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Enterprise Bill

Mr. Salmond: To ask the Secretary of State for Trade and Industry what advice her Department acted upon when deciding on paragraph 75 of the draft Enterprise Bill in relation to the three month limit for the appointment of an administrator. [66688]

Miss Melanie Johnson: During consultation on the White Paper: "Productivity and Enterprise: Insolvency: A second chance", concerns were expressed that lack of a fixed timetable in administration resulted in uncertainty for creditors and costly delays. These concerns were mainly expressed by practitioners who specialise in smaller cases because the costs of running a lengthy administration can be a significant barrier to entry into administration.

Annual Leave

Mr. Bercow: To ask the Secretary of State for Trade and Industry what the average annual leave entitlement is for staff in her Department in 2002. [64658]

Ms Hewitt: I will write to the hon. Member as soon as possible with the information for the year ended 31 July 2002. This will enable comparison with the information given in my reply of 8 February 2002 to his earlier question on this subject.

Castle Award

Mr. Tynan: To ask the Secretary of State for Trade and Industry if her Department has applied for a Castle Award for equal pay. [65224]

Ms Hewitt: The Department of Trade and Industry has not applied for a Castle Award this year.

Ministerial Visits

Lynne Jones: To ask the Secretary of State for Trade and Industry how many (a) overseas visits by Ministers in her Department and (b) visits to Ministers in the UK by overseas Government Ministers and officials have taken place in each of the last three years in which UK arms sales have been discussed. [65263]

Ms Hewitt: Department of Trade and Industry Ministers regularly meet with their overseas counterparts and with other senior officials to discuss a range of issues surrounding UK commerce and exports. Inevitably these have occasionally touched upon defence export opportunities. Details of such discussions are not however held centrally.

Broadband

Malcolm Bruce: To ask the Secretary of State for Trade and Industry how much her Department has (a) committed to and (b) spent on broadband access in rural areas in each of the last four years. [61173]

Mr. Timms [holding answer 13 June 2002]: Promoting broadband access in rural areas is a legitimate use of Government funds in pursuit of economic development objectives as long as it is in line with the guidelines for each fund. It is possible that some expenditure has been made from a variety of funding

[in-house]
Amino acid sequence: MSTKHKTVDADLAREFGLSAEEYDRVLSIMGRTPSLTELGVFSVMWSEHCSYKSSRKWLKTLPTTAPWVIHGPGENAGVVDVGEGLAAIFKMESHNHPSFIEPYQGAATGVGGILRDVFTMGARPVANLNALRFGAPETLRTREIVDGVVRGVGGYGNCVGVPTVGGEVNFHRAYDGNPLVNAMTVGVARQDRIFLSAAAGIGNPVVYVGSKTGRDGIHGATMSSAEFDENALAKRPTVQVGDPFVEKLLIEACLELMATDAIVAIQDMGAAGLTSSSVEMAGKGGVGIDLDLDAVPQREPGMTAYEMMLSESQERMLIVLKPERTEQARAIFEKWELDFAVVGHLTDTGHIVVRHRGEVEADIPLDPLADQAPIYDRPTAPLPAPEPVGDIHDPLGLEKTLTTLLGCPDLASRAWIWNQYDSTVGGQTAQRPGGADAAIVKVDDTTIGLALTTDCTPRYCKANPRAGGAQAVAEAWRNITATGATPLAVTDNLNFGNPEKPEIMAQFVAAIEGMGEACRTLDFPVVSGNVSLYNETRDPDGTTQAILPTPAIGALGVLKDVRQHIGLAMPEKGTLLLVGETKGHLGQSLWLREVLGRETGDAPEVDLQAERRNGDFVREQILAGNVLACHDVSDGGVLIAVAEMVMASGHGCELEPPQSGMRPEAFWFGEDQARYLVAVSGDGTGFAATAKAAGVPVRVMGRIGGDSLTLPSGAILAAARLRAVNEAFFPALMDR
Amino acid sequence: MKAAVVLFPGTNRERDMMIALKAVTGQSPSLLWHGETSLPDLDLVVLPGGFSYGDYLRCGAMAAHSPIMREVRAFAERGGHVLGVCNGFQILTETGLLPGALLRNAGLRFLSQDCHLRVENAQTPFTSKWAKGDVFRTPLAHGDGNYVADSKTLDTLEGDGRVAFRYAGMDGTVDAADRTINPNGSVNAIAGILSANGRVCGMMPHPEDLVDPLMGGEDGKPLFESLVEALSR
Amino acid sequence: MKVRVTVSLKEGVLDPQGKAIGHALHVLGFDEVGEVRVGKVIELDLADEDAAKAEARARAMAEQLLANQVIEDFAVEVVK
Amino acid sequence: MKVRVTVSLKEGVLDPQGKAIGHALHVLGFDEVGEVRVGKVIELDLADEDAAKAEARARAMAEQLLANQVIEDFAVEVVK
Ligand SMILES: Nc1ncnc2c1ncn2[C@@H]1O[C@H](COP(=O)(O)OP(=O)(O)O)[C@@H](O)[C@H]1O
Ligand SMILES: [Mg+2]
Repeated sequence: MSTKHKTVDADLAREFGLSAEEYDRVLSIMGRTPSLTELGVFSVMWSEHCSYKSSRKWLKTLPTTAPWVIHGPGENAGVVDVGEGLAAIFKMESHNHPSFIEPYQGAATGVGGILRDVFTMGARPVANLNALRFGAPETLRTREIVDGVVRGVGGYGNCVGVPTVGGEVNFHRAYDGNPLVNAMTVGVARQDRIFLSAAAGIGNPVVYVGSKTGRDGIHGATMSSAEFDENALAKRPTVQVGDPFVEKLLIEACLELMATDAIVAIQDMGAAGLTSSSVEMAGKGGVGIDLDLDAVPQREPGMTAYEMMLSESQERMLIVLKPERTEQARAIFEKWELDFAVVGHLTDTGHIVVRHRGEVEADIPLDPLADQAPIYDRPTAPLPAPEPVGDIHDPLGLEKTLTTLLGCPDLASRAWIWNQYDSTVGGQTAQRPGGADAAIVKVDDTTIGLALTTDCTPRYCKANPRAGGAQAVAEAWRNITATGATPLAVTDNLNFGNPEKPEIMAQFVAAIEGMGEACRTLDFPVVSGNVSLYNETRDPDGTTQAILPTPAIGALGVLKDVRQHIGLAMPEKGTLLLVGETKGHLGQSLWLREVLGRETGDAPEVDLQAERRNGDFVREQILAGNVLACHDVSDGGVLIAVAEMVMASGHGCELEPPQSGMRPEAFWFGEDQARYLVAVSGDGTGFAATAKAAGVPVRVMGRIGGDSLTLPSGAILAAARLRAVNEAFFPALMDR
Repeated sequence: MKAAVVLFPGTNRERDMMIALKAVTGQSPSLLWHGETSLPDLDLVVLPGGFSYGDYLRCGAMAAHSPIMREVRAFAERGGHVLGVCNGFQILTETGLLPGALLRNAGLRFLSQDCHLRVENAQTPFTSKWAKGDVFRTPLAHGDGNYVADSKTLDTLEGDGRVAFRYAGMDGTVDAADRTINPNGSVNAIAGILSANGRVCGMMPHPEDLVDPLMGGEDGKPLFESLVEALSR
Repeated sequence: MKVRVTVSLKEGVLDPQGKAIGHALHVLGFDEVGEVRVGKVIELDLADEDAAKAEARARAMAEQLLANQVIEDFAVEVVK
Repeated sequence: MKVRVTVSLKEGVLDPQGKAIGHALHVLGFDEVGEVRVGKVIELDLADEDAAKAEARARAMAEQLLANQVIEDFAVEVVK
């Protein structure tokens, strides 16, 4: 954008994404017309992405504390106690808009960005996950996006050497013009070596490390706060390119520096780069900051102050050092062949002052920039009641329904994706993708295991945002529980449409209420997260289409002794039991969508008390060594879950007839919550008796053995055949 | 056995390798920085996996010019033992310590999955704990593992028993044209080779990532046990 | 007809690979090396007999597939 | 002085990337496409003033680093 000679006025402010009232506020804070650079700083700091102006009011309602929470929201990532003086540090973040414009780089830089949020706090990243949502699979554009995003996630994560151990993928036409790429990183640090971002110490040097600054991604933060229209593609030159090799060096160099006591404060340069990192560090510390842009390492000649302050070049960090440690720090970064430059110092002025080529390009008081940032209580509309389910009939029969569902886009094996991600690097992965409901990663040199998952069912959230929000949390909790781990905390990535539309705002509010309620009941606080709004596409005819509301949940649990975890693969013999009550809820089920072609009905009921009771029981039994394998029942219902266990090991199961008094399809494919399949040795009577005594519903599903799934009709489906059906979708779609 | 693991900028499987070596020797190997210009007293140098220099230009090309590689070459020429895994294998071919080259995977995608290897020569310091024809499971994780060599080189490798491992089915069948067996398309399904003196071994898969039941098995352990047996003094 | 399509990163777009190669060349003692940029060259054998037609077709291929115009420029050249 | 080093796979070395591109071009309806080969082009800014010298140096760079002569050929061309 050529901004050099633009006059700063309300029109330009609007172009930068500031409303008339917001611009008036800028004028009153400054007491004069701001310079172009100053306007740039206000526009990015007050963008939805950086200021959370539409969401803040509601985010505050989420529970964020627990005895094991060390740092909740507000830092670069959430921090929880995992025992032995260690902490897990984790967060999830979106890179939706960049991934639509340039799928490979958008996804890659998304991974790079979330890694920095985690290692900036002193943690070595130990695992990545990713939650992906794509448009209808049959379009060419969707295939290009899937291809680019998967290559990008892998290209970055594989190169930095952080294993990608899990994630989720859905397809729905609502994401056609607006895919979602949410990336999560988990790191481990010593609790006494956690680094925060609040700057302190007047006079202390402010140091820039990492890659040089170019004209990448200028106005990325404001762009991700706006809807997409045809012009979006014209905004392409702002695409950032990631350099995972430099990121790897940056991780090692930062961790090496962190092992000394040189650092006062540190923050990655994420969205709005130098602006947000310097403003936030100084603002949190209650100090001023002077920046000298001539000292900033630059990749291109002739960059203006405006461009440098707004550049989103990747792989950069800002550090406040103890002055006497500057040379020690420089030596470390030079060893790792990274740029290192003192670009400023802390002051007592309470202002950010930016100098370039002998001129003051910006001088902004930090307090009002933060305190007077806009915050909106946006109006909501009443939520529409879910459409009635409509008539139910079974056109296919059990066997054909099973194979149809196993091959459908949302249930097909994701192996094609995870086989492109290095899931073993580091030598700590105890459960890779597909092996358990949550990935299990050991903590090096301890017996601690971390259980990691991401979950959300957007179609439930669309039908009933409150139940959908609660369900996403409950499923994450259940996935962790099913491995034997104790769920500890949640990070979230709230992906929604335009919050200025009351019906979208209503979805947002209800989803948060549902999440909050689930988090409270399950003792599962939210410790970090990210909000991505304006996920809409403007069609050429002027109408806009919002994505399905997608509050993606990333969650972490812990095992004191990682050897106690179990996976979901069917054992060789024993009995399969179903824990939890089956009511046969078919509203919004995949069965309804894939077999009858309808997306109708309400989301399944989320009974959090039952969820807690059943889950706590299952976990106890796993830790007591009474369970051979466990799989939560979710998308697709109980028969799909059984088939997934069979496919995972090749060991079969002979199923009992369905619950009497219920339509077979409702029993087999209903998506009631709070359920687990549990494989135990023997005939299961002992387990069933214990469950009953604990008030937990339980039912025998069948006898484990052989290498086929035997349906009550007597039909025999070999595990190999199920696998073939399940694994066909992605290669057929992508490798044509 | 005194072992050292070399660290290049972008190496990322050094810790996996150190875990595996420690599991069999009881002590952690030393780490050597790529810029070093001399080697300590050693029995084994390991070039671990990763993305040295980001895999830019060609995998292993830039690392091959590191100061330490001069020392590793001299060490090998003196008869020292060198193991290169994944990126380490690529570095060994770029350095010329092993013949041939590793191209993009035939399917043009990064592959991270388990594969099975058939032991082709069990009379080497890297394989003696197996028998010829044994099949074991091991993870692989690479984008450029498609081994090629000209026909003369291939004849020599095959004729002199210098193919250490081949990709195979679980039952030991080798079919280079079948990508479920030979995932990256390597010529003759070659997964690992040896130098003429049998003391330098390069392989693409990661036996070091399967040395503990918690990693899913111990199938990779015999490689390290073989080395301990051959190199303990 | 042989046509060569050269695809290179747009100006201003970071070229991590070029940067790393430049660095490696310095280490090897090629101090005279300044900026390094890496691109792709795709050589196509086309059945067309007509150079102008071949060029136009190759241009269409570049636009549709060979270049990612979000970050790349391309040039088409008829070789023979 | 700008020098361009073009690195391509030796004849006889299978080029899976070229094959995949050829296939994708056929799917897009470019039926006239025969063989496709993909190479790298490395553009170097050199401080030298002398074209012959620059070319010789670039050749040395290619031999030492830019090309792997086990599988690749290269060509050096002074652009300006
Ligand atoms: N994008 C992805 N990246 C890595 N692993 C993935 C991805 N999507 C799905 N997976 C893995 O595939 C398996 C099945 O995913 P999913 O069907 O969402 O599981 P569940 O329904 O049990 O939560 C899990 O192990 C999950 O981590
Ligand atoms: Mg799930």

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streams including European Structural Funds, Regional Selective Assistance and the Regional Development Agencies' Strategic Programme.

The Department has made available a £30 million fund to help the Regional Development Agencies and devolved Administrations develop innovative schemes to extend broadband networks. In the first year of this fund (Financial Year 2001–02) the Department transferred £3 million of this fund to the recipients. Many projects funded from this will contribute in whole or in part to rural broadband access.

Mr. Gray: To ask the Secretary of State for Trade and Industry whether broadband will be available in rural areas. [64276]

Mr. Timms: Through ADSL, cable and wireless technologies, broadband is available to around 66 per cent. of the population, including in some rural areas, and we expect this proportion to increase. Satellite technology can make broadband available almost anywhere. Our strategy, set out in the December 2001 UK Online Annual Report, includes a number of actions to help make the broadband market more extensive and competitive, including measures to stimulate broadband supply.

In addition, I announced last week that from the autumn there will be:


Lembit Öpik: To ask the Secretary of State for Trade and Industry what initiatives her Department has to extend the availability of broadband internet provision to rural Wales; and if she will make a statement. [65061]

Mr. Timms: On 26 June I announced a new broadband team and network of dedicated broadband advisers to help boost roll-out and take-up of broadband across the UK, including in Wales.

The Government have also made available the £30 million UK Broadband fund to help the English Regional Development Agencies and the devolved Administrations develop innovative schemes to extend broadband access. The Welsh Assembly Government will receive £2.67 million and will be using the money to:


In addition, the Welsh Assembly Government is developing its own broadband strategy, based upon the findings of their Ubiquitous Broadband Infrastructure Study, and continues to support a number of initiatives across Wales that are designed to bring affordable broadband access within the reach of many more people.

4 Jul 2002 : Column 478W

Postal Services